Clarkson University Associate Professor of Electrical and Computer Engineering Stephanie Schuckers demonstrates how simple casts made from Play-Doh and gelatin can fool most fingerprintrecognition devices.

Clarkson University Associate Professor of Electrical and Computer Engineering Stephanie Schuckers demonstrates how simple casts made from Play-Doh and gelatin can fool most fingerprintrecognition devices.


These scenarios for beating high-tech security and identification systems may not be as farfetched as you think.

Biometrics is the science of using biological properties such as fingerprints, an iris scan, or voice recognition, to identify individuals. And in a world of increasing security measures, the field is rapidly expanding.

"Biometric systems automatically measure the unique physiological or behavioral "signature" to authenticate an individual's identity," says Stephanie C. Schuckers, associate professor of electrical and computer engineering at Clarkson University, Potsdam, N.Y. Biometric systems, she explains, are popping up in hospitals, banks, even college residence halls — to authorize or deny access to medical files, financial accounts, or restricted areas.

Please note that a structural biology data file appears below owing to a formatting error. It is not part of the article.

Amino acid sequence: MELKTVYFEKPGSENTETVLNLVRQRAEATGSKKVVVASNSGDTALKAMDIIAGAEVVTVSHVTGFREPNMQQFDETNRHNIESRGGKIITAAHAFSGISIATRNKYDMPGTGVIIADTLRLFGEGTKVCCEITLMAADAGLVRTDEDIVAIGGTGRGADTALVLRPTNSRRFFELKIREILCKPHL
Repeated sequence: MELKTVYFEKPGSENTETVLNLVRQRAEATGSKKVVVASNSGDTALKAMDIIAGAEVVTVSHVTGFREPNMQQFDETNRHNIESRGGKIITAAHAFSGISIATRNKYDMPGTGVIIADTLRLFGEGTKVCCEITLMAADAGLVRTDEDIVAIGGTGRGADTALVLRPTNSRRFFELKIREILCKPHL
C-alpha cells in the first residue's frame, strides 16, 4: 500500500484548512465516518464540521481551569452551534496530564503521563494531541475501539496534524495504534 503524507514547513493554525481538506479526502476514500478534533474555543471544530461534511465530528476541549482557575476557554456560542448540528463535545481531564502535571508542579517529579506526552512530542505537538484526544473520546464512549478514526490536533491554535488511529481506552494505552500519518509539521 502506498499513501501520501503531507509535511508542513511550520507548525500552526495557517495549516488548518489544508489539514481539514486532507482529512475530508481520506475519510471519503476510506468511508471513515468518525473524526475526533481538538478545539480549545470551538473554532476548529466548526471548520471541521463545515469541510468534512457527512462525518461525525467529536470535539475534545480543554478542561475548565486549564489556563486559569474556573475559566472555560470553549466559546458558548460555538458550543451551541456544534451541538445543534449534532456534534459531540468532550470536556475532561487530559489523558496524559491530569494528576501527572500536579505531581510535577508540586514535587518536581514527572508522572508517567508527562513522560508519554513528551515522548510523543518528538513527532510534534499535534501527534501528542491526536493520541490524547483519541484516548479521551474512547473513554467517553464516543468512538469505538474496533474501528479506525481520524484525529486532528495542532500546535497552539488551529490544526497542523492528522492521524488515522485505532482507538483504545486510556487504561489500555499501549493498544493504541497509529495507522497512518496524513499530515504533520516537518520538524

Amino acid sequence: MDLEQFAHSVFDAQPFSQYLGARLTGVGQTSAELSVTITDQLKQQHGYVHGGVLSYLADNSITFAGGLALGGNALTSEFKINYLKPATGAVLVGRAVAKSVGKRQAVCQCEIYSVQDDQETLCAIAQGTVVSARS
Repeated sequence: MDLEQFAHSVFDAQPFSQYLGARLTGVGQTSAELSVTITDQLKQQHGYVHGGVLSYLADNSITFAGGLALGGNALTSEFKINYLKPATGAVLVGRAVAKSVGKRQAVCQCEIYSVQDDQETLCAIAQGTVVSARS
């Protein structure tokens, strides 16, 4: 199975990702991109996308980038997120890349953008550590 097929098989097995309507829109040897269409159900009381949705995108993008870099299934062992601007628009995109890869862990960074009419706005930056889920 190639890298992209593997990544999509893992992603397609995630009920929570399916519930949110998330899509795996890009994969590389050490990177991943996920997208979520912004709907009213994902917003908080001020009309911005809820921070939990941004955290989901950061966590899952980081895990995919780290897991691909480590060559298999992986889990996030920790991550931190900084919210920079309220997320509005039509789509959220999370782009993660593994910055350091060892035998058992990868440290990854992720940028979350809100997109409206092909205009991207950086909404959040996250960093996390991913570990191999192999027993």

Biometric systems are prone to "spoofing" or attacks designed to defeat them. Spoofing is the process of overcoming a system through introduction of a fake sample. "Digits from cadavers, fake fingers molded from plastic, or even something as simple as Play-Doh or gelatin, can be misread as authentic," she explains. Schuckers' research is looking for effective safeguards.

With funding from the National Science Foundation, the Office of Homeland Security, and the Dept. of Defense, she is currently assessing vulnerability in fingerprint scanners and designing methods to address it. To assess how vulnerable fingerprint scanning devices are, Schuckers and her research team made casts from live fingers using dental materials and Play-Doh to create molds.

They also assembled a collection of cadaver fingers. The researchers tested more than 60 of the faked samples. The result was a 90% false verification rate. The machines could not distinguish between living and fake samples.

In live fingers, perspiration starts around the pores and spreads along the ridges creating a distinct signature. The research team designed a computer algorithm that detects this pattern. With the new system, less than 10% of the spoofed samples fooled the machine.